Socialist Worker

The faces of London

As the BBC series, The Century That Made Us, hits our screens Michael Rosen looks at some ideas and people that shaped the capital

Issue No. 2008

illustration by Tim Sanders

illustration by Tim Sanders


We often describe people, ourselves included, in terms of what they do, know and think - nurse, right wing, roofer, gardening.

Sometimes I wonder about the things we don’t know, because our political outlook is as much created by the things we weren’t told as by the things we were. So the news last Sunday night from Gaza mentioned Israel “tightening its grip”, but didn’t mention that three Palestinians had been killed.

The deaths of US troops in Iraq also seem to have slipped off the screens. People in newsrooms have decided that some deaths need to be ignored. In fact, our knowledge of who died, where, when and how is one of the ways in which our attitudes are shaped.

I was reminded of this watching a couple of programmes on BBC 4 last week. The presenter, Dan Cruikshank, was doing his usual bits of wandering about in front of buildings.

This time though, instead of stroking a piece of Assyrian sculpture, he was in London. In the first programme, he was in Spitalfields, the patch of territory near Liverpool Street station.

He hopped in and out of the houses, investigating who had them built, who lived and worked in them, and why they looked the way they did.

It was like looking through a door into how work and class shapes the places we live in.

As you may know, in these particular streets, there are some 18th century houses. They were developed by Huguenots (French Protestants) who fled persecution. These Huguenots spotted a gap in rich people’s wants - clothes made of silk.

Using skills they brought with them, they developed houses which held hired silk weavers in the garrets, lavish living conditions in the middle floors, and offices and showrooms in the ground floors.

Cruikshank avoided the usual one-sided slavering over the beautiful objects created by and for the rich. He showed how when the tastes of the upper classes proved to be fickle, the first victims were the silk weavers.

He looked at the kinds of places where the weavers lived and he told the story of the weavers’ riots and the public hanging of their leaders outside the Salmon and Ball pub in Bethnal Green.

In Spital Square we looked at the huge church that towers over the area.

The Huguenots were religious but not in the way that the establishment liked. To remind them of what they should believe, this dominating church was built.

The Huguenots attended this mini-cathedral for births, marriages and deaths, but they did their weekly worship in their homemade chapels in their own backstreets. It was a fascinating glimpse into how the places we live in and walk through have all been made a certain way for a reason.

This programme was followed by a second that looked at how swathes of posh London, around Marylebone and Covent Garden were built off the back of prostitution. In the 18th century, one in eight women in London was earning a living through the sex industry.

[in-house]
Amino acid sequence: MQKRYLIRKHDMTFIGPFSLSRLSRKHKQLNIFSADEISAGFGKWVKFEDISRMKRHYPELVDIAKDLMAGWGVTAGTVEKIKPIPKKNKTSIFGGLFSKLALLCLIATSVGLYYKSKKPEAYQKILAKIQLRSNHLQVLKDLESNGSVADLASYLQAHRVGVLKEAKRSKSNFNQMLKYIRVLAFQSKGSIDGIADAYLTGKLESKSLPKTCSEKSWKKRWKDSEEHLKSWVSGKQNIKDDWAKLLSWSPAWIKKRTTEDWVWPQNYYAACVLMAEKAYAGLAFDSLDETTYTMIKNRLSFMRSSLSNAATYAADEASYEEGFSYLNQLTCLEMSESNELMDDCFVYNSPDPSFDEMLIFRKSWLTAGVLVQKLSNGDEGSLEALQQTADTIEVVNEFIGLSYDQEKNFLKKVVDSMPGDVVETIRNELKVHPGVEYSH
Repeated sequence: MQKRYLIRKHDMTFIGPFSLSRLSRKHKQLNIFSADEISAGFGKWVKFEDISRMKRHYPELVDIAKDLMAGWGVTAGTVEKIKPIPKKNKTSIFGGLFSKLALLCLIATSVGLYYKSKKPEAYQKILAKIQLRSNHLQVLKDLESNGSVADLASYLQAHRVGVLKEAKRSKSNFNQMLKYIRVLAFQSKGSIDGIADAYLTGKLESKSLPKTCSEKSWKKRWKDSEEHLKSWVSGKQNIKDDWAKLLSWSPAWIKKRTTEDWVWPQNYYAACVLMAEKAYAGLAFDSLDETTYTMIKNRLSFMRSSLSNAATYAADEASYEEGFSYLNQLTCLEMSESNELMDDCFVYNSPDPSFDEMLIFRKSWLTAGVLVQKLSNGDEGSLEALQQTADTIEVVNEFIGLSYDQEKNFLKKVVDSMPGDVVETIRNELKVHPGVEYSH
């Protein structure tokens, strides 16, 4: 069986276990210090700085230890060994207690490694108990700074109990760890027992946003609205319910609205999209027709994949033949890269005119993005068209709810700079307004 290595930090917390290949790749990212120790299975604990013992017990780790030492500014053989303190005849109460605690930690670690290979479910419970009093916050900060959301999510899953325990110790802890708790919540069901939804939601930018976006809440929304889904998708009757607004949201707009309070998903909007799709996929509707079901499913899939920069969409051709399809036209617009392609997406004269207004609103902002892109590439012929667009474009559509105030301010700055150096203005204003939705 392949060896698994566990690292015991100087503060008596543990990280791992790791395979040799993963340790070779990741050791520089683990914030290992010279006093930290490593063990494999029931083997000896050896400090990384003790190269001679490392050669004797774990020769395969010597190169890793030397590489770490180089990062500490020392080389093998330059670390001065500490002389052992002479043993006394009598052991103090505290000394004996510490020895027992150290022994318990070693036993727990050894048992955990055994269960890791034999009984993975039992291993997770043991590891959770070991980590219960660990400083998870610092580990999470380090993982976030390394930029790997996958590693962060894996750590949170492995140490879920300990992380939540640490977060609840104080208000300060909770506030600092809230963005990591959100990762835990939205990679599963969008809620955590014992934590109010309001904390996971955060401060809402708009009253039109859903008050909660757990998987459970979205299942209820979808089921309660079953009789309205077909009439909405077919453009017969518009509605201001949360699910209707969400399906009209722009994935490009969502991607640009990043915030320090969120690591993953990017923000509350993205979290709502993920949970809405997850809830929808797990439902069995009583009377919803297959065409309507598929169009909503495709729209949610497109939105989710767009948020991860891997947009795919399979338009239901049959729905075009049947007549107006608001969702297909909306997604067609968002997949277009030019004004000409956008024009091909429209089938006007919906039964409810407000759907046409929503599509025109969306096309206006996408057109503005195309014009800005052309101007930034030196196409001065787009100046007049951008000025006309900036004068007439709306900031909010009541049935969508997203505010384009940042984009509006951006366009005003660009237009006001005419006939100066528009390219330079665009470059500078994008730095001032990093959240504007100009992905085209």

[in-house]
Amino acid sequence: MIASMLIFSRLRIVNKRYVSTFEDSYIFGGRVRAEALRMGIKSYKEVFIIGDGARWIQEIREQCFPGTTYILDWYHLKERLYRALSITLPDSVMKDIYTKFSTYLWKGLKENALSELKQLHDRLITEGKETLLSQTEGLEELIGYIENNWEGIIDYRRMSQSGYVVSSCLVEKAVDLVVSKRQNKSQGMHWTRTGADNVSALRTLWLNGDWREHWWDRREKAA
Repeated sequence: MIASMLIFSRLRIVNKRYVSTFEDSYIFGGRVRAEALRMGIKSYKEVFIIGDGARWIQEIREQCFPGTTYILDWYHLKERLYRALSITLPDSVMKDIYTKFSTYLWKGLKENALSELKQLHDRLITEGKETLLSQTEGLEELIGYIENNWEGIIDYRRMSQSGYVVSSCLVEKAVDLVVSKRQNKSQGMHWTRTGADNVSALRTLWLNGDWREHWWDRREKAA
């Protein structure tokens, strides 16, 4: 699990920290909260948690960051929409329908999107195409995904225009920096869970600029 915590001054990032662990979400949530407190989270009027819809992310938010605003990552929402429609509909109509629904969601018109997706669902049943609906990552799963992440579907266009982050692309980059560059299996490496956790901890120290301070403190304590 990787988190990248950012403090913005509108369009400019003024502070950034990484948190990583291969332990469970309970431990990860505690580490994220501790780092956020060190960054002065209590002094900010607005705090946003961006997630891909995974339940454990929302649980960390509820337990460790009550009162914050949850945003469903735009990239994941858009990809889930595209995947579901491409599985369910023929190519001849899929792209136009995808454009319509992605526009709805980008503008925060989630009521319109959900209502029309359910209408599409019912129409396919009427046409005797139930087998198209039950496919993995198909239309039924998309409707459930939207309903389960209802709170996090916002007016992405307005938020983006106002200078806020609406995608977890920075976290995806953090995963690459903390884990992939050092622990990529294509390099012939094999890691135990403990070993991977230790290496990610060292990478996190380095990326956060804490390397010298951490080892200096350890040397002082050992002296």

Some of the brothel owners became rich enough to develop housing of their own. Harris’s Lists were guides to London’s prostitutes - in which Mrs This or Miss That was described in terms of what sexual services she could provide.

Thousands of well-off “respectable” men spent time and money with these women all around what is now London’s West End.

The painter, Joshua Reynolds, mostly known for flowery pictures of pampered people, went in for scenes from ancient Greek and Roman myths. One Greek goddess we were shown was modelled on a prostitute who Reynolds probably met in a house that is now a supermarket in London’s Chinatown.

Cruikshank’s general point was that the trade of sex and the whole sexual consciousness of the 18th century had become obscured and hidden under 19th century prudishness which had carried through to today.

I found myself thinking about the streets where I live. We rarely have any idea who actually built the places we live in, who they were intended for and how the money was earned by the people who lived in them.

My own house was part of an estate built by one of the world’s greatest rogues, Cecil Rhodes. He cheated the Matabele people of southern Africa out of their land while beavering away buying property back in London.

Meanwhile, down the road from me, where Hackney council are arranging to bulldoze part of an old theatre and a terrace of houses, an occupation is underway.

Not content with encouraging offshore landlords in to drive out tenants and shopkeepers, the council is trying to subsidise buy-to-rent tower blocks. It’s Nu-Lab “regeneration”. Everywhere you look, the great wheels of class, oiled by ideology, shape the places we live in and people fight back for the space to be useful and useable.


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Sat 8 Jul 2006, 00:00 BST
Issue No. 2008
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